In the 1960s, those circumstances were numerous. In fact, under the Supreme Court's 1963 decision in Fay v. Noia, federal courts were all but obligated to reach the merits of federal constitutional claims notwithstanding violation of state procedural rules, except when the habeas petitioner had "deliberately sought to subvert or evade the orderly adjudication of his federal defenses in the state courts." The Court has subsequently narrowed the conditions under which a federal court may disregard a state's finding that a prisoner failed to comply with state procedural rules. Fay has been overruled, and a federal court hearing a habeas petition today may not reach the merits of a procedurally defaulted claim unless the petitioner can either show "cause for the noncompliance [with the state procedural rule] and some showing of actual prejudice resulting from the alleged constitutional violation" or can demonstrate "that failure to consider [his federal] claims will result in a fundamental miscarriage of justice.'" (Hoffstadt, 2000)
In 1996, Congress passed and the President...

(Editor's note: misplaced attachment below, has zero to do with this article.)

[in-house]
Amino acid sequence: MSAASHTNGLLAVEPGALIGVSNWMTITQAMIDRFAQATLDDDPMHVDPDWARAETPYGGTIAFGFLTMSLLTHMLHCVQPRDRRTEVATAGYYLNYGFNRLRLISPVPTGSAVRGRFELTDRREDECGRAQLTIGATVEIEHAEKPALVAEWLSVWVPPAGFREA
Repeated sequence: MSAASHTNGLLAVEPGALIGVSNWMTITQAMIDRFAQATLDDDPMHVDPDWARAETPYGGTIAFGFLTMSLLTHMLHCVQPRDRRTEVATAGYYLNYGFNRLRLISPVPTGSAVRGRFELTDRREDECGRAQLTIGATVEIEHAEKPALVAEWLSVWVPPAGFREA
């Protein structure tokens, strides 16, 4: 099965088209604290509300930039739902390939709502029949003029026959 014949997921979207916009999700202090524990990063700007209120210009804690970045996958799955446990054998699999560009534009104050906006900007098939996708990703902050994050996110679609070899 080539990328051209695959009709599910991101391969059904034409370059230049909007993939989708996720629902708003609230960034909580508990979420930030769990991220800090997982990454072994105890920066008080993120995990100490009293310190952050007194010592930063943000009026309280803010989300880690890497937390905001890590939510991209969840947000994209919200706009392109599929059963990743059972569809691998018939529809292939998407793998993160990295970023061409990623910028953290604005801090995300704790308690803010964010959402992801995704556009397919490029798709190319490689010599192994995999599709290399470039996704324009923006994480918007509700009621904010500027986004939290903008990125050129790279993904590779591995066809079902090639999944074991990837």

The acts threaten to entrust the deportation process from beginning to end to the executive branch without any opportunity for judicial review, notwithstanding the practical and symbolic importance of judicial review in this context. The acts thus raise jurisdictional issues of great importance, and they portend a sea change in immigration law that endangers the judiciary's role in safeguarding the rights of all individuals. Because of the acts, courts arguably may be foreclosed from reviewing a range of legal questions, including whether the acts' elimination of waivers of deportation under section 212- of the Immigration and Nationality Act (INA) for aliens convicted of certain criminal offenses applies retroactively. Prior to 1996, aliens found deportable could apply for relief pursuant to section 212- of the INA, under which immigration judges took into account a variety of favorable elements in determining whether to grant a waiver of deportation. The retroactive elimination of section 212- relief would not only ensnare aliens convicted of minor crimes, but it would also negate their ties to, and accomplishments in, the United States. Moreover, while the jurisdictional provisions of the AEDPA target criminal aliens, numerous provisions of the IIRIRA apply to non-criminal aliens. Several district courts have already found that the IIRIRA narrows judicial review of the INS's denial of a non-criminal alien's attempt to stay deportation pending a motion to reconsider his deportation order. In addition, the IIRIRA seeks to eliminate judicial review over all denials of discretionary relief except asylum, including denials of suspensions of deportation based on the alien's continuous physical presence in the United States, his good moral character, and the degree of hardship that would result from deportation. (Hafetz, 1998)